There are three requirements necessary to obtain an E2 visa, which is intended for treaty investors. To receive one, the investor must be an E2 treaty country national, must make a considerable investment, and he or she needs to develop a bona fide enterprise. If you’re an investor running a small business, fulfilling that third requirement often leads to a common problem.
A bona fide enterprise is defined as one that is capable of generating above average living expenses for a treaty investor and his or her family. The investor must be able to show that it can be done in five years from the date that the E2 classification is received. If it’s not possible to achieve that, the investment becomes what’s called a “marginal enterprise”. An applicant that has invested in one of these types of businesses has greater odds of being denied an E2 visa and may also face a greater amount of questions regarding the business finances.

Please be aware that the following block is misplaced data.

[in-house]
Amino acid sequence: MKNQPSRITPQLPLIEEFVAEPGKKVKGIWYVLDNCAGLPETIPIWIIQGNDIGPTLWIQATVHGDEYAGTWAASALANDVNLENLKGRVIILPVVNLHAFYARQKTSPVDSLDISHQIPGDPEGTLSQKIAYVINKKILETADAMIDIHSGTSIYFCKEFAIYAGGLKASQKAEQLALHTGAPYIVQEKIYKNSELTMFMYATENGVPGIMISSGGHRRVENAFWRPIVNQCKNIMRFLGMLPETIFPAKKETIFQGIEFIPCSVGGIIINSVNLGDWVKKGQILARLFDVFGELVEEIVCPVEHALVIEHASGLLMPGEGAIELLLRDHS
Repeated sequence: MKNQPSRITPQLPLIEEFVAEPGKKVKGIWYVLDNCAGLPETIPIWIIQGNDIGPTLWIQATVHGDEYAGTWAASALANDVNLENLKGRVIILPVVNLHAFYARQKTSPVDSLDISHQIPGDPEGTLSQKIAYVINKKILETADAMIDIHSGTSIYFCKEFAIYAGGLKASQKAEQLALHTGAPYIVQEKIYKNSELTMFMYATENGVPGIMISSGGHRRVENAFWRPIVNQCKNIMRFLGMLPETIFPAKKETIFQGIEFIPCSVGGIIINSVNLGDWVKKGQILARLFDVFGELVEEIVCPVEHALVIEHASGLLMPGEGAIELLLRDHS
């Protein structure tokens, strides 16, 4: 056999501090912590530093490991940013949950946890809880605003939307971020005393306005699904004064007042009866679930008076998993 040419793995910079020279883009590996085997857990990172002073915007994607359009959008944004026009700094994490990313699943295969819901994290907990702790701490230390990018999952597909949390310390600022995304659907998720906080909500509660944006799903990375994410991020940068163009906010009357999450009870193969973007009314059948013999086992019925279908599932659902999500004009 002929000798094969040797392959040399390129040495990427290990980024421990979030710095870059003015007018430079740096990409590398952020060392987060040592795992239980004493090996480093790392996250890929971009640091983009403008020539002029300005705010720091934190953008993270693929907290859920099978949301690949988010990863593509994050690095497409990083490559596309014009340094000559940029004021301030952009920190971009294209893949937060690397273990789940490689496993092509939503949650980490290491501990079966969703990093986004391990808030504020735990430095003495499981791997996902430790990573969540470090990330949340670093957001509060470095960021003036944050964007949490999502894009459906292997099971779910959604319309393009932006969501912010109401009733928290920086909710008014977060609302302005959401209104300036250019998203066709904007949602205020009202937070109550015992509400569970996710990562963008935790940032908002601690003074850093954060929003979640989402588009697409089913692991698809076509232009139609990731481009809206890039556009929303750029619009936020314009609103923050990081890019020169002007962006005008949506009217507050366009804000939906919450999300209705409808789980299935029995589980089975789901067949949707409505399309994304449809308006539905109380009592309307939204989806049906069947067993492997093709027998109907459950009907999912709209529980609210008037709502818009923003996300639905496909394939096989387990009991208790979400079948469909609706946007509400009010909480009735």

To avoid the questions associated with marginal enterprises, E2 applicants should make sure their business plan is thoroughly researched. Bringing along documents such as financial statements and business licenses can also help.
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This information is provided for educational or informational purposes only and should not be construed as legal advice. The information is not provided in the course of an attorney-client relationship and is not intended to substitute for legal advice.